Visions of Paradise

Saturday, August 19, 2006

The Historical Novel Society

I keep in touch with developments in the science fiction field through Locus–which is must-reading for anybody who considers themself a serious fan–as well as through websites such as Locus Online and SF Signal. But I also enjoy reading historical fiction, and the best way to keep in touch with developments there is by joining the Historical Novel Society.

The HNS runs a website at which publishes a regular newsletter distributed via email, and also features lists of upcoming fiction. But the real benefit of joining the HNS is to receive their two regular magazines.

Solander is a semi-annual zine containing articles and interviews, some fascinating stuff. Historical Novels Review is published quarterly and contains 10 pages similar to Solander followed by 40+ pages devoted to reviews of recent historical fiction. The reviews are generally short, 5 or 6 to a page, and do not go into the type of critical depth found in Locus, but they are still a valuable resource for readers looking for historical fiction to read. The reviews are catagorized primarily by era, the current issue starting with Ancient & Prehistoric, followed by Biblical, 1st Century, 3rd Century, etc. After 13 pages of 20th Century–which I generally find the least interesting reviews overall–the last few sections are Multi-Period, Time-Slip, Alternate History, and Historical Fantasy. Happily, the editors of HNR (who all seem to be part-time volunteers) seat themselves happily in the midst of genre fiction, having no [dis]illusions about being literature rather than primarily story-telling.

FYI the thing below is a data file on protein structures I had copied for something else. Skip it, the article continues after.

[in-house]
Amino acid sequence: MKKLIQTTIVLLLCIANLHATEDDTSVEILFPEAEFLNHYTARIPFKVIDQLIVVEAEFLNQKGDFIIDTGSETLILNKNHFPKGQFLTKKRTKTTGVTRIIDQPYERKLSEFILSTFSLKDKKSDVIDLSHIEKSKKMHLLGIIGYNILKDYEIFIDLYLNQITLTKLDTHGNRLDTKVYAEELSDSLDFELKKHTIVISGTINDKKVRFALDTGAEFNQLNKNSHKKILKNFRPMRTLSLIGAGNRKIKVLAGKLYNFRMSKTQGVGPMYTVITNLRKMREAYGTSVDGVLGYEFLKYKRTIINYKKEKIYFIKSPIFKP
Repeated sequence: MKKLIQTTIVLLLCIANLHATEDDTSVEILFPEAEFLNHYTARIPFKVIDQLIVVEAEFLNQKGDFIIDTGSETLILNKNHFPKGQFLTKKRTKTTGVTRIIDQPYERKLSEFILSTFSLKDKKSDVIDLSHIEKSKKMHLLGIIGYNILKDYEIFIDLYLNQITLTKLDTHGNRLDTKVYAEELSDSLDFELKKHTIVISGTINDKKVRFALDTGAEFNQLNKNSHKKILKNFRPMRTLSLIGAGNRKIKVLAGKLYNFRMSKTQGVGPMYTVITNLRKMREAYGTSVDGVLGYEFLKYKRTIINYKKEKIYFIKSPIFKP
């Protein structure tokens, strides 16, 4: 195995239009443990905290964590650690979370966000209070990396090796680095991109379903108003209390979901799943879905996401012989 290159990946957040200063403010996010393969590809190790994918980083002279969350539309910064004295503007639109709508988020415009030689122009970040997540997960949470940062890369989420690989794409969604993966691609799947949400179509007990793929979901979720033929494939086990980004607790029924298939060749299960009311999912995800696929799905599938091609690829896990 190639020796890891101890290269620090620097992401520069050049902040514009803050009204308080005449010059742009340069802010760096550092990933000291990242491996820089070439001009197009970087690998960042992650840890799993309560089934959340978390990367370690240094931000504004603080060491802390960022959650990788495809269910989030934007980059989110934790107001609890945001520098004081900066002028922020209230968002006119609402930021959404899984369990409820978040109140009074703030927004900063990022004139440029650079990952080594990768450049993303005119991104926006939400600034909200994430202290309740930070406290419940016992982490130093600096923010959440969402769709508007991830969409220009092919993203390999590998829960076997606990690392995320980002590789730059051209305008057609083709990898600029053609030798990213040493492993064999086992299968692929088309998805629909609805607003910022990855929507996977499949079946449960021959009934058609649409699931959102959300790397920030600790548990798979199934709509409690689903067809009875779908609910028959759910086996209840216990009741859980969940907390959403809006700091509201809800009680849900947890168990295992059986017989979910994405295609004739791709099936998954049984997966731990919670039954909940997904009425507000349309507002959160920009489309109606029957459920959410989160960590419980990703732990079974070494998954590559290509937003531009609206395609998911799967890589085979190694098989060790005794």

One fascinating comment I saw in a recent issue of HNR was a statement by an author to the effect that alternate history was first claimed by science fiction as one of its sub-genres, but is now accepted as a sub-genre of historical fiction. Personally, I think both genres are wrong to try to claim alternate history, that it is actually a distinct genre with overlaps in both areas. But I guess that is basically part of the “definition” problem which haunts both science fiction and historical fiction and is primarily a marketing issue rather than anything really important.

If you enjoy historical fiction, I recommend the HNS website and its two publications.


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